Tuesday, February 4, 2020

Bloomberg, watch your charts!

Today Bloomberg announced he is upping his ad spending in the wake of the Iowa Caucus debacle. But catching and beating Trump is going to be a real uphill battle, to judge by one of Bloomberg's own charts:

Chart #1

What Chart #1 shows is that consumer comfort is higher now than at any time in the past 34 years. The Bloomberg Consumer Comfort index started to soar just days after the November '16 elections. It appears quite likely that Trump's policies were the proximate cause of much, if not all, of this dramatic improvement in sentiment.

Chart #2

As Chart #2 shows, Small Business Optimism also began to soar just after the November '16 elections. 


Fred said...

If height matters, he'll never catch up to Trump.

Dad said...

How do those charts jibe with the reduced business investment from trade related uncertainties? Is it the tax cut? Long time reader, first time commenting. Thank you Rick

Benjamin Cole said...

I do not know why Bloomberg wants to be president. Trump had reasons to be president, those being lower taxes on business, control of illegal immigration (which harms America's employee class) and getting out of the Middle East.

I am disenchanted with Trump's inability to withdraw the United States from fantastically expensive yet counterproductive Middle East entanglements.

If Bloomberg would commit to a pro-business platform, and a radical reduction of US involvement in the Middle East, I might ponder voting for him.

randy said...

I've been a Trump critic for the duration. I've argued that any actions / "decisions" that worked out for him are pure coincidence or luck, lacking any evidence of understanding or strategy. But my God, the man's survival and opportunistic instincts are stunning. He has without a doubt come out of impeachment stronger and has the opposition running in horror to an 80 year old socialist - like that will work out. It's starting to seem the smart people overthink politics and strategy. And underestimate the appeal to those being led, for a leader with big balls. Particularly these days when emasculation carries the left. Stunning.

Scott Grannis said...

Re "How do those charts jibe with the reduced business investment from trade related uncertainties?"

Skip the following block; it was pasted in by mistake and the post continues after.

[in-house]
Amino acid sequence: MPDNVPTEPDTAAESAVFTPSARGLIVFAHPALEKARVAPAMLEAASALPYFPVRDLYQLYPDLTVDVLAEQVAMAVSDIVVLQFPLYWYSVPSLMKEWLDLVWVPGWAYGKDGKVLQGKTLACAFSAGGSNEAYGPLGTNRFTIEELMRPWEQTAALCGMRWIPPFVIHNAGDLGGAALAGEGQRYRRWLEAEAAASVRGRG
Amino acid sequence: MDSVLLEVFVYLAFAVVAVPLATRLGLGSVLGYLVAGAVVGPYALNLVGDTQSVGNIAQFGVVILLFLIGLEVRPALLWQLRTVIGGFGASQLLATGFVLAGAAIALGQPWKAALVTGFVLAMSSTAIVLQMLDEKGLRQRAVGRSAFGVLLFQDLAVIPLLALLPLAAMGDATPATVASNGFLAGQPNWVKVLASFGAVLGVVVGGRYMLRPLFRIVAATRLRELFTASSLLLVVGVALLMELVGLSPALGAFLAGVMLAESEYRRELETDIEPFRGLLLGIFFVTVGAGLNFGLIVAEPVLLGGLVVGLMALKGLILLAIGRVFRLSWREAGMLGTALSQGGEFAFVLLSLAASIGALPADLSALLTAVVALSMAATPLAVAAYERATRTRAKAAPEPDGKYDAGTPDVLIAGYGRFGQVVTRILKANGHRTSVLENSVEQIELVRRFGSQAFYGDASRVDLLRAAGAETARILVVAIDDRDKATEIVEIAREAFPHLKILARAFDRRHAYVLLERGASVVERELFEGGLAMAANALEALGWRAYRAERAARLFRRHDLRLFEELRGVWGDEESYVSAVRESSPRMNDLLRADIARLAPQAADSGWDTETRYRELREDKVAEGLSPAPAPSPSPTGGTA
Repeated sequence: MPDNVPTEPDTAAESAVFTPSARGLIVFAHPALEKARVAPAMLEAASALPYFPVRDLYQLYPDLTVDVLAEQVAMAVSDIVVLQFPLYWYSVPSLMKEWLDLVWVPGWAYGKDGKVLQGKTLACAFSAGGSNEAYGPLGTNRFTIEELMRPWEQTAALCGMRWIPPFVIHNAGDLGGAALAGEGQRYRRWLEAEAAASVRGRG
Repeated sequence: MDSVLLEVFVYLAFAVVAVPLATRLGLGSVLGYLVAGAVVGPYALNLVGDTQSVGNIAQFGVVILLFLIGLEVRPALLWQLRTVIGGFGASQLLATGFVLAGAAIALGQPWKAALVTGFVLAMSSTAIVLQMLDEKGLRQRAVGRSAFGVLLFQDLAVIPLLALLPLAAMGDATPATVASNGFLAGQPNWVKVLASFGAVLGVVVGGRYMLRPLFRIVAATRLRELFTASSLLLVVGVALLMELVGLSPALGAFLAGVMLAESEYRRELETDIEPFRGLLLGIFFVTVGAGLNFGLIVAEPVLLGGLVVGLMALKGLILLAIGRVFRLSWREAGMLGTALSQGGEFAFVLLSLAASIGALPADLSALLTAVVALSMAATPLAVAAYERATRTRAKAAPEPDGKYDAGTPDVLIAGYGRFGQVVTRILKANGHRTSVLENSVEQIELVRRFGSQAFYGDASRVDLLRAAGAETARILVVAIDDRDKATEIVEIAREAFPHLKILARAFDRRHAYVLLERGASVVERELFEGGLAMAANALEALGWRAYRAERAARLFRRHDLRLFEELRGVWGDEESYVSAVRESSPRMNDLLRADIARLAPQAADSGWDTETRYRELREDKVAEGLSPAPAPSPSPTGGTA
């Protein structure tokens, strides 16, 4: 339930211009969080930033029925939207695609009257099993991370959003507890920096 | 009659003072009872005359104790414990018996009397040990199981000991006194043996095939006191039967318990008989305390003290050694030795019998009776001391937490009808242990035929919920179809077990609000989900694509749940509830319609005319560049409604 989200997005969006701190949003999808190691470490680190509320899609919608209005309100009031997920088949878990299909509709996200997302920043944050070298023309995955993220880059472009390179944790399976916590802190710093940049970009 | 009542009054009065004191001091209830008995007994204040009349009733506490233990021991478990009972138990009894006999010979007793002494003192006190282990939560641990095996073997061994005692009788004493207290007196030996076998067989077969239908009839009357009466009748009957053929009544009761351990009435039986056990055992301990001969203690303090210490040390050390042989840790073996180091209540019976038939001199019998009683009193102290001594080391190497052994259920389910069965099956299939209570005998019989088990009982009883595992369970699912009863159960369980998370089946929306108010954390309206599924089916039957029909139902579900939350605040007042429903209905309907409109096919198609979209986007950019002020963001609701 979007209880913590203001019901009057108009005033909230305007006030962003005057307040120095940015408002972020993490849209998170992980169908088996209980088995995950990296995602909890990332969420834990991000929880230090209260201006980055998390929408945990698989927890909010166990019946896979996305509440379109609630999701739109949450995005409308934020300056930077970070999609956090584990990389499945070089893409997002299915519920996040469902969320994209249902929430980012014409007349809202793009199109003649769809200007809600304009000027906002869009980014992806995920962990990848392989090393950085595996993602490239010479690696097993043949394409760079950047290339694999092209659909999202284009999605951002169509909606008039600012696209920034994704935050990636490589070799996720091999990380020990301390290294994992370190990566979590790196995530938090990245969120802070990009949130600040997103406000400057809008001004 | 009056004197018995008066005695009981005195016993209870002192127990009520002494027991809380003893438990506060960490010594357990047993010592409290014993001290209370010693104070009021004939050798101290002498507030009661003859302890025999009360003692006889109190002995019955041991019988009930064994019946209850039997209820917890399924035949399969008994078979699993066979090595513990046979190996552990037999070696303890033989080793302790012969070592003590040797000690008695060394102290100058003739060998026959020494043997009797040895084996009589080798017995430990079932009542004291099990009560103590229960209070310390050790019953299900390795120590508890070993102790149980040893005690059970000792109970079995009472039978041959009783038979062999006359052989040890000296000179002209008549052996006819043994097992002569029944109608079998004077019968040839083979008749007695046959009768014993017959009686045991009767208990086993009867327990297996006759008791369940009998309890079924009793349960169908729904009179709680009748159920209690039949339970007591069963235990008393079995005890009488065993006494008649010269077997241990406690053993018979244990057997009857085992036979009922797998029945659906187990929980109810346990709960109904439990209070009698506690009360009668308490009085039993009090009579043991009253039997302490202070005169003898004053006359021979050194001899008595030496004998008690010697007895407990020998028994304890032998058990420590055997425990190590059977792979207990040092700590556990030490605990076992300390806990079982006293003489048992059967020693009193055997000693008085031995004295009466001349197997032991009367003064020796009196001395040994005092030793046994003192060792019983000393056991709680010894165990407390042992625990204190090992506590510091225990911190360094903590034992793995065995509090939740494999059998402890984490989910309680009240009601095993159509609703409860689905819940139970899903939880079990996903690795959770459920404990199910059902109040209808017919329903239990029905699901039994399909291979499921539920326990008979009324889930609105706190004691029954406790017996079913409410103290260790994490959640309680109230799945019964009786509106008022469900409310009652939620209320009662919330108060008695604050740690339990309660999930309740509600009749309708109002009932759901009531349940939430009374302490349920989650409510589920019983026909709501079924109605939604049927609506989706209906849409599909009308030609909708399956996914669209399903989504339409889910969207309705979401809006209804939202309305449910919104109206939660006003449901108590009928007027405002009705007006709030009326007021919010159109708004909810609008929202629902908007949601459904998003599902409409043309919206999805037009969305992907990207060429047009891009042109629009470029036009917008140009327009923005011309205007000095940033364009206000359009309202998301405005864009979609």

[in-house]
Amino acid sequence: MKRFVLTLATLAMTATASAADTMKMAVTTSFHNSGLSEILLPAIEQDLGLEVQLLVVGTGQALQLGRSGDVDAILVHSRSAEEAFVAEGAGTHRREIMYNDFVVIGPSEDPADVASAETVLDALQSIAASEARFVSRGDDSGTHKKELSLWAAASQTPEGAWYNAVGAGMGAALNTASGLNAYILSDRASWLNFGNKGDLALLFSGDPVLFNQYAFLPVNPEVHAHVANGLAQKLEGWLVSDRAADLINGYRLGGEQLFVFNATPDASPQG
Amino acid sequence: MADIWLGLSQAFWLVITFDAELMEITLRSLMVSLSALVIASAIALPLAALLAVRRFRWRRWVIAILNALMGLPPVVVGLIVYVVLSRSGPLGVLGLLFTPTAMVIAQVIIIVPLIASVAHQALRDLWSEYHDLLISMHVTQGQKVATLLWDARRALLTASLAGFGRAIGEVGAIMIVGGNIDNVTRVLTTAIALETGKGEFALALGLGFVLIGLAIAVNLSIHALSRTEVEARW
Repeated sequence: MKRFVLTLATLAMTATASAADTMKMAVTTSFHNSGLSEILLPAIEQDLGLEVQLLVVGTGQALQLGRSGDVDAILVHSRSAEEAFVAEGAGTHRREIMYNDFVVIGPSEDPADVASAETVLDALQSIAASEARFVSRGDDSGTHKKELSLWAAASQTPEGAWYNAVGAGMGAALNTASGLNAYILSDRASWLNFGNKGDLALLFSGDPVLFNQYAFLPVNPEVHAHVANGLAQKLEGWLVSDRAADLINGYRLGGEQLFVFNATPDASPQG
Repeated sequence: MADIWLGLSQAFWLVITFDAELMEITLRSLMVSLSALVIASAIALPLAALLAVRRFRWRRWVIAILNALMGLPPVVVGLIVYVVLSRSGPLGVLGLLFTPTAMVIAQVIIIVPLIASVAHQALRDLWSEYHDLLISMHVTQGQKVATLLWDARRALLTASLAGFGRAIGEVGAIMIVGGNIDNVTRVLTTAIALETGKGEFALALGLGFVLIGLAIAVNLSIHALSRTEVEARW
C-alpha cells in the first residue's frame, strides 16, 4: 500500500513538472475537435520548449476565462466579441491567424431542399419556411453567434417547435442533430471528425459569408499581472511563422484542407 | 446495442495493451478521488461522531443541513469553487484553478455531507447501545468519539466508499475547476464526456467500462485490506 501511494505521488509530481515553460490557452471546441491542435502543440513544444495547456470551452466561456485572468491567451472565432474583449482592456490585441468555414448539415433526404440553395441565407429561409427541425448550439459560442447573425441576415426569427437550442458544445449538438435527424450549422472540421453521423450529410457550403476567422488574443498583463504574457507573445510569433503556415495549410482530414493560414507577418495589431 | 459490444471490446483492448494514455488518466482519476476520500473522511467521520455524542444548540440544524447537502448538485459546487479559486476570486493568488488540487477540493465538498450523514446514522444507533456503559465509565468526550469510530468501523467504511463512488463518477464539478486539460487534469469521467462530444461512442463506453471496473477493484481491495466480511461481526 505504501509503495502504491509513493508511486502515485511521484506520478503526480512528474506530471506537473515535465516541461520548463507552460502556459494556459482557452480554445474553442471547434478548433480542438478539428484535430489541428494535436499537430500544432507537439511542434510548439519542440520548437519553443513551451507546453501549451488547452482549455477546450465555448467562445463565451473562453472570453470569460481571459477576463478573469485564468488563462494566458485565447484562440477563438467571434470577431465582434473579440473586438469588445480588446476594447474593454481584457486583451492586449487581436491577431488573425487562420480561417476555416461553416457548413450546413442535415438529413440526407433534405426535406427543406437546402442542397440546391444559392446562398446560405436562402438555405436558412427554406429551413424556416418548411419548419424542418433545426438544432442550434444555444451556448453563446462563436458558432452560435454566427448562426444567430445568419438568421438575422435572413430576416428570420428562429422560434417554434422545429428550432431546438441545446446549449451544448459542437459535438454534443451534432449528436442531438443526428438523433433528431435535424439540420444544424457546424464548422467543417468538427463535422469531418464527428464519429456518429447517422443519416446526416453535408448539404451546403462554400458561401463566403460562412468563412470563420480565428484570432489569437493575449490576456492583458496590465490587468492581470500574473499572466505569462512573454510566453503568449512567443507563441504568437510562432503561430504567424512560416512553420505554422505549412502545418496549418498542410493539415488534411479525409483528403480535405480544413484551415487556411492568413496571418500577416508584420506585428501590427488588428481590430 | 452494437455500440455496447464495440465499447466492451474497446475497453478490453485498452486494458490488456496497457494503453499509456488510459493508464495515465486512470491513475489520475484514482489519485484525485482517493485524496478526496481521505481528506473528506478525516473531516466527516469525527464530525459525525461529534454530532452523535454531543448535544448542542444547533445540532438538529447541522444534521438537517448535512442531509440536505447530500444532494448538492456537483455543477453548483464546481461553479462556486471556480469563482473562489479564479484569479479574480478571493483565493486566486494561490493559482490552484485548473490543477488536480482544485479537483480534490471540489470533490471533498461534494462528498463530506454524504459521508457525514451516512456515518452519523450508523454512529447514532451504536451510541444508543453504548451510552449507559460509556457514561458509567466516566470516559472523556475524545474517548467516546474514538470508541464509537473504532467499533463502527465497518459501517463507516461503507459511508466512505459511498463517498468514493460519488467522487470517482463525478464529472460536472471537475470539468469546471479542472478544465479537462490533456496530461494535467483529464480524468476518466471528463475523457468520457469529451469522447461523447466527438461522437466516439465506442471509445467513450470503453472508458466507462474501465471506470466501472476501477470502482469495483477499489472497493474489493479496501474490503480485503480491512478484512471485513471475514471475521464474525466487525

That's an excellent question, because one would think that with the huge increase in consumer sentiment and small business optimism there would be a similar increase in business investment. Moreover, since corporate profits have been exceptionally strong relative to GDP for most of the past decade, one would expect to see a big increase in business investment. But that's not been the case, at least to judge by things like capital goods orders and gross private investment, all of which suggest that business investment has been lackluster. In turn, lackluster business investment probably accounts for the fact that labor productivity has been modest.

I've suggested in previous posts that one reason this has been happening is the substantial increase in federal transfer payments that began in 2009. The more the government hands out to those who don't work, the less incentive they have to work, invest, or take risk. Another reason could be the federal budget deficit, which has effectively absorbed a sizeable fraction of corporate profits. Yet another reason could be the persistence of risk aversion, about which I've commented numerous times over the years. There are lots of signs of optimism, but this doesn't necessarily mean that risk aversion can't exist as well. The demand for money remains very strong and has been increasing for most of the past decade.

I might add that for many years most of the world's major economies have been devoting a substantial amount of investment to "green" projects (e.g., windmills, solar power). Those projects have been justified in the name of saving the planet from eventual climate destruction, but in the meantime they have been terribly unproductive. Fossil fuels remain by far the cheapest source of energy. Using anything else is equivalent to throwing money down the drain, unless you consider it to be an investment in saving the planet, and that, unfortunately, is very hard to prove.

In short, it appears that numerous factors have contributed to dampen the economy's "animal spirits."

Benjamin Cole said...

But that's not been the case, at least to judge by things like capital goods orders and gross private investment, all of which suggest that business investment has been lackluster.---SG

If a US-based company invests in plant and equipment offshore, is that counted as gross private investment in the domestic count, or not?

As Scott Grannis has pointed out, these are the good old days for corporate profits, higher both absolutely and relatively than ever before. We are also seeing record volumes of corporate stock buybacks.

This suggests that everything is already invested in full, that is we have capital gluts. I often ask on blogs, "Is there an industry anywhere straining to meet demand?," and I have never found a positive answer.

The world could absorb a lot more aggregate demand. I think the answer is money-financed fiscal programs, as non-PC as that policy might be in some circles. I suggest tax cuts on wages to stimulate demand, But no increases in spending on social welfare or warfare....

Scott Grannis said...

NormanB: re the equity risk premium. Today’s premium is relatively high, just as it was in the late 70s and early 80s. Back then would have been a fantastic time to turn bullish on equities, because the high premium reflects a lot of bearish sentiment that late proved mistaken.